Calvinist Greg Welty states: Clearly then, the controversy between Calvinists and non-Calvinists over unconditional election is not the Calvinists’ assertion that God elects some for salvation, since non-Calvinists believe this too. Rather, the controversy is over the Calvinists’ negative claim, namely, the denial that divine election unto salvation is on the basis of works or foreseen faith. (link)
It’s interesting to me that while Calvinists are not united on the doctrine of election, they all agree Arminianism is wrong. So, as opposed to formulating the doctrine of election in a positive assertion unique to Calvinism, they simply deny the Arminian view of foreseen faith. This has its roots in the supra- vs. sublapsarian controversy. If they all agreed that God choose from among pre-fallen man or post-fallen man, they could form such a positive assertion. But since they disagree on this point, they go with the enemy of my enemy approach and target Arminianism.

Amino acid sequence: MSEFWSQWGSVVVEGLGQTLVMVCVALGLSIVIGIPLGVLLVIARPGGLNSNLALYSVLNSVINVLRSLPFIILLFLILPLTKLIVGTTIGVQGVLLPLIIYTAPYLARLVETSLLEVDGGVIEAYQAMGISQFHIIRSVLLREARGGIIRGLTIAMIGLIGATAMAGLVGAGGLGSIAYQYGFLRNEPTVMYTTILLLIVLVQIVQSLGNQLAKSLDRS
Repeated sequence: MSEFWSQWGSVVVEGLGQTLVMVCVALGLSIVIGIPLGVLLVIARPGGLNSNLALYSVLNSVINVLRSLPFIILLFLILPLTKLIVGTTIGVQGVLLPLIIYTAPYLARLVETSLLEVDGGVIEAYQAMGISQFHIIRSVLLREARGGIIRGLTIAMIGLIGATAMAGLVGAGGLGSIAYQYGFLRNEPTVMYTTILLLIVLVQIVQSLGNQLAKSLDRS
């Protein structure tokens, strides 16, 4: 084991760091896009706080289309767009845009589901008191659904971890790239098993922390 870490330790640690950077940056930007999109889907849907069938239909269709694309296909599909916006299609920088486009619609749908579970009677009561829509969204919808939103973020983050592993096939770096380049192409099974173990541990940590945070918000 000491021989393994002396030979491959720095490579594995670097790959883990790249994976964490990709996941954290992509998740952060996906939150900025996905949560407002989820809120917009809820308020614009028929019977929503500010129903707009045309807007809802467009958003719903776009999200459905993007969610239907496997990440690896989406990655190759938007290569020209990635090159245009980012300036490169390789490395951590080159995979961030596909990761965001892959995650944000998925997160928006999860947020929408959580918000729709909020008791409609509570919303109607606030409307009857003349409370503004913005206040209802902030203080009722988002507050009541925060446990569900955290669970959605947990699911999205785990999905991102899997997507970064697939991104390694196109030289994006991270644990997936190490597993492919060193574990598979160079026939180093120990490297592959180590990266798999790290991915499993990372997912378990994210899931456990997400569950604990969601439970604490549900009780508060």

The problem is that this “raises the bar”. Calvinists must now shoulder the difficult task of proving a negative – they must specifically take out Arminianism. So instead of showing XYZ is taught in scripture (or the preponderance of evidence leans that way), which is all the Arminian must do, Calvinists must show ABC is denied in scripture (not just “not taught”, but explicitly denied). In short, internal disagreements within Calvinism require them to shoulder an asymmetrical burden of proof in comparison to Arminianism.